If someone in Hollywood produced a movie about Cactus Little League All-Stars’ epic rise to the 1973 Little League World Series championship game, a fitting title would be “From 29th Street to the White House.’’
The 12-year-old Cactus Little League All-Stars, whose teams were sponsored by Adair Funeral Home, Beaver’s Band Box, and other modest Tucson businesses, began the season in anonymity at small-time Freedom Park on 29th Street. Four months later the team was inside the White House, sharing small talk with President Richard Nixon.
“We proved we were the best Little League team in the United States,’’ said coach Ralph Lanik, a Tucson electrician. “You get kids like that once in a lifetime.’’
To get to the nationally televised world championship game in Williamsport, Pennsylvania, the Cactus All-Stars had to win 12 consecutive elimination games, loser-goes-home. But Lanik’s team didn’t go home. It went from Tucson to Phoenix to San Bernardino, California, to Williamsport to Washington D.C.
When they returned to Tucson in late August 1973, they were greeted by 2,000 people at the Tucson Airport, including the Pride of Arizona Marching Band and UA cheerleaders.
Cactus won the USA championship, beating teams from New York and Michigan 4-0 and 8-1 behind the superb pitching of Mike Fimbers and Ed Vosberg.
The compelling story was how a team of modest means won the American championship. The boundaries for the Cactus Little League were middle class if that. The league extends to Alvernon Way on the west, Swan Road to the east and Speedway Boulevard to the north.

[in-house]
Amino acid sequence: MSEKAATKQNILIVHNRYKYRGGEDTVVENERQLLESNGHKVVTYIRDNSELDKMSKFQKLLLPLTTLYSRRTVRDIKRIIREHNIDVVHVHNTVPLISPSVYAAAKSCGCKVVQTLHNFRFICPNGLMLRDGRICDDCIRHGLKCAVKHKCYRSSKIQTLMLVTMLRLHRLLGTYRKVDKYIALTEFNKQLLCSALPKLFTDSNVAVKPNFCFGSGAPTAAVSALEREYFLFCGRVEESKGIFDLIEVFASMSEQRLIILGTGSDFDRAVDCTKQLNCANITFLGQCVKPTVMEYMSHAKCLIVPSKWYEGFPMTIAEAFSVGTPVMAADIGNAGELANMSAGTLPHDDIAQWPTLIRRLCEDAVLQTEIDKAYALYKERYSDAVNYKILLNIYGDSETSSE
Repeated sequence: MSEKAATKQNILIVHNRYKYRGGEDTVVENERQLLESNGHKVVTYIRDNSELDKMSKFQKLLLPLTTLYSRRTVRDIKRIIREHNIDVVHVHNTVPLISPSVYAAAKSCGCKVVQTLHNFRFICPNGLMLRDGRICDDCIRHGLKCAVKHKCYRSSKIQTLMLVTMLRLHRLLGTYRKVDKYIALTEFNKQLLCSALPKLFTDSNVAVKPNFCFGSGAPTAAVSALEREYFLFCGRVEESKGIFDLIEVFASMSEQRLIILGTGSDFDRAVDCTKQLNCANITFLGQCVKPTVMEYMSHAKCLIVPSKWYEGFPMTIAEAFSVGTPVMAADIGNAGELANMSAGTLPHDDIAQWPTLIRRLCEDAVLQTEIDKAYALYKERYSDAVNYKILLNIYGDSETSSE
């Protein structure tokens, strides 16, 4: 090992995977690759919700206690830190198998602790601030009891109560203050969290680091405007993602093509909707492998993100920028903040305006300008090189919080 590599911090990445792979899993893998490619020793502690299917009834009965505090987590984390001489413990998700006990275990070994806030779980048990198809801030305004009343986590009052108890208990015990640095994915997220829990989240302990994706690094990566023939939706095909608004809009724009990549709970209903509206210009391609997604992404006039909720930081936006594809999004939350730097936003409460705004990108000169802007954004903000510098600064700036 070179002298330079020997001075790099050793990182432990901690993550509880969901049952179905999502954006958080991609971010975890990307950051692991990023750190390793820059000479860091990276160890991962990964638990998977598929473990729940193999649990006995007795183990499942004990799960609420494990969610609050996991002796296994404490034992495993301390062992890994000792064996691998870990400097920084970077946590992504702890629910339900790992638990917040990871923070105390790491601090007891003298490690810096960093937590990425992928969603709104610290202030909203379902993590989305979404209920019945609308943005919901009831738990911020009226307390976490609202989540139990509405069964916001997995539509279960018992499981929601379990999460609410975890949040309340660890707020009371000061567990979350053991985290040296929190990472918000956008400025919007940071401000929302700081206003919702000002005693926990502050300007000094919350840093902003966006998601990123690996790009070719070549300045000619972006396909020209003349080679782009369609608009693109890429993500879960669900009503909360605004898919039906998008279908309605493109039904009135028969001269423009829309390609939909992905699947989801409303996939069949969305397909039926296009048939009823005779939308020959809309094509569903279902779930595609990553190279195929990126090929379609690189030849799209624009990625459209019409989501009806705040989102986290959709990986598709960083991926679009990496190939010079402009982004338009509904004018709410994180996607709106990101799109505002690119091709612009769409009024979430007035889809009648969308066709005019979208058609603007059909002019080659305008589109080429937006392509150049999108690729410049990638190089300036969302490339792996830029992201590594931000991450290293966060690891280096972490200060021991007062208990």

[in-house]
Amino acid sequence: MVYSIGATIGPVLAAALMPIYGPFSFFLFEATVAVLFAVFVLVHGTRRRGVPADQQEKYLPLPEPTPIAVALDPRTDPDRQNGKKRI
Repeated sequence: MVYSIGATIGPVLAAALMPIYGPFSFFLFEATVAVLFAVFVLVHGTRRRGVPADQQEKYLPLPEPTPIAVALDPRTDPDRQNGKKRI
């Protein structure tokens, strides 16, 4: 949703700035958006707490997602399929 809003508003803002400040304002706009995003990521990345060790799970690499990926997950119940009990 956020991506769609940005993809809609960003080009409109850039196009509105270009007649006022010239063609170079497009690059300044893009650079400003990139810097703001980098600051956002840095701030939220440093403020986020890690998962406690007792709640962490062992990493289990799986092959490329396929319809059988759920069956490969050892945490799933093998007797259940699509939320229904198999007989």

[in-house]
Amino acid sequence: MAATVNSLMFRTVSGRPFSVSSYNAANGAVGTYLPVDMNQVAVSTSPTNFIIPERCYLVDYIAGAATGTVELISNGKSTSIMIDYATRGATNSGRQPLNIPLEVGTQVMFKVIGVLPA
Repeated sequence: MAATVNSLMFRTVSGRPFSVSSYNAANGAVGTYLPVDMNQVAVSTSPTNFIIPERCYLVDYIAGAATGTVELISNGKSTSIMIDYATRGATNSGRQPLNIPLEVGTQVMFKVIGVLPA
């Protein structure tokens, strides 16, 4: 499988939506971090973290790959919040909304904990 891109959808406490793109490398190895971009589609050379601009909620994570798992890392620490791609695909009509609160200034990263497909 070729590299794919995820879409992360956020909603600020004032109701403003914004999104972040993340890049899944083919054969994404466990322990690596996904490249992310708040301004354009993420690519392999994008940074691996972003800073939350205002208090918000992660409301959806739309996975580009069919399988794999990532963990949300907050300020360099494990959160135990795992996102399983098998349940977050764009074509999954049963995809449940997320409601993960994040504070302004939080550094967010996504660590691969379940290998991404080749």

Most of the Cactus League players attended Lineweaver Elementary School, on South Columbus Boulevard, or Howell Elementary School, on East Fifth Street near Columbus.
Lanik’s club wasn’t without talent. Pitcher-first baseman Ed Vosberg became an All-State pitcher at Salpointe Catholic High School, an All-Pac-10 pitcher at Arizona, and played in 266 big-league games, including appearances in the 1997 World Series for the Florida Marlins.
Leadoff hitter David Mees, a second baseman, played at Pima College and McNeese State. Outfielder Mike Carreon, son of ex-MLB catcher Cam Carreon and brother of eight-year MLB outfielder Mark Carreon, was also a special talent.
But it might’ve been that Fimbers was the club’s ace. He pitched two no-hitters in the 12 elimination games en route to the World Series championship game, and two more shutouts. Vosberg also pitched a no-hitter and two shutouts. Fimbers’s arm injury prevented him from pitching in high school and beyond.
Other starters included shortstop Mike Martinez, catcher Gerard Pahissa, and outfielders Ken Merritt and Tony Bravo.
Before the Cactus All-Star’s odyssey ended, they were featured in a TV commercial for Hertz, flew to the White House a day after their loss to Taiwan to meet President Nixon and his family, and were guests of the Baltimore Orioles at a baseball game.
“It was so fun,’’ said Vosberg. “None of us had ever flown in a plane before. They are among the fondest memories of my entire baseball career.’’